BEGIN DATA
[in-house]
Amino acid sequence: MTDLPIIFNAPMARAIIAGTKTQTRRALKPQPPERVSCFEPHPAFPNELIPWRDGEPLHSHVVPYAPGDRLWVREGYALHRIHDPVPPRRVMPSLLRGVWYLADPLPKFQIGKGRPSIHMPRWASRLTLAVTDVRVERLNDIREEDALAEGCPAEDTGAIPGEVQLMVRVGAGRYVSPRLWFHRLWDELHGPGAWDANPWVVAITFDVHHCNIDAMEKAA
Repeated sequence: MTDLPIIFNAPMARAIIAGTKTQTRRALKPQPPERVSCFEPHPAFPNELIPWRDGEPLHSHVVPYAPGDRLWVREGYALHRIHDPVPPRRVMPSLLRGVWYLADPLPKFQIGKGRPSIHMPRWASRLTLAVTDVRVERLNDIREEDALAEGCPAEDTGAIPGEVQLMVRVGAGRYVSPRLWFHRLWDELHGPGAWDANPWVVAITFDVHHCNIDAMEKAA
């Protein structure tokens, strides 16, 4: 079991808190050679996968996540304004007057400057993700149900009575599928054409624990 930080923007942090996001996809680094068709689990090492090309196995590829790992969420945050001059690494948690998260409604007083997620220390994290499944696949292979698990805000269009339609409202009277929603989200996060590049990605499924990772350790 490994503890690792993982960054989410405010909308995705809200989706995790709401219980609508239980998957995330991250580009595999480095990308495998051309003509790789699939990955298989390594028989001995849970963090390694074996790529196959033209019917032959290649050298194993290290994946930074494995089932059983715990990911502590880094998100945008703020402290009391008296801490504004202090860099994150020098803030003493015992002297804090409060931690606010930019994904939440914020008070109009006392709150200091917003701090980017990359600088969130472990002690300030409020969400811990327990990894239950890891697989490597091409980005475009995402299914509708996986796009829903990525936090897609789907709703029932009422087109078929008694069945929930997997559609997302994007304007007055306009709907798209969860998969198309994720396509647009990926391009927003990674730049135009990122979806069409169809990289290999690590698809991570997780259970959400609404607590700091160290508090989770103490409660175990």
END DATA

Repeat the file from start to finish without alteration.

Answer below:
[in-house]
Amino acid sequence: MTDLPIIFNAPMARAIIAGTKTQTRRALKPQPPERVSCFEPHPAFPNELIPWRDGEPLHSHVVPYAPGDRLWVREGYALHRIHDPVPPRRVMPSLLRGVWYLADPLPKFQIGKGRPSIHMPRWASRLTLAVTDVRVERLNDIREEDALAEGCPAEDTGAIPGEVQLMVRVGAGRYVSPRLWFHRLWDELHGPGAWDANPWVVAITFDVHHCNIDAMEKAA
Repeated sequence: MTDLPIIFNAPMARAIIAGTKTQTRRALKPQPPERVSCFEPHPAFPNELIPWRDGEPLHSHVVPYAPGDRLWVREGYALHRIHDPVPPRRVMPSLLRGVWYLADPLPKFQIGKGRPSIHMPRWASRLTLAVTDVRVERLNDIREEDALAEGCPAEDTGAIPGEVQLMVRVGAGRYVSPRLWFHRLWDELHGPGAWDANPWVVAITFDVHHCNIDAMEKAA
């Protein structure tokens, strides 16, 4: 079991808190050679996968996540304004007057400057993700149900009575599928054409624990 930080923007942090996001996809680094068709689990090492090309196995590829790992969420945050001059690494948690998260409604007083997620220390994290499944696949292979698990805000269009339609409202009277929603989200996060590049990605499924990772350790 490994503890690792993982960054989410405010909308995705809200989706995790709401219980609508239980998957995330991250580009595999480095990308495998051309003509790789699939990955298989390594028989001995849970963090390694074996790529196959033209019917032959290649050298194993290290994946930074494995089932059983715990990911502590880094998100945008703020402290009391008296801490504004202090860099994150020098803030003493015992002297804090409060931690606010930019994904939440914020008070109009006392709150200091917003701090980017990359600088969130472990002690300030409020969400811990327990990894239950890891697989490597091409980005475009995402299914509708996986796009829903990525936090897609789907709703029932009422087109078929008694069945929930997997559609997302994007304007007055306009709907798209969860998969198309994720396509647009990926391009927003990674730049135009990122979806069409169809990289290999690590698809991570997780259970959400609404607590700091160290508090989770103490409660175990």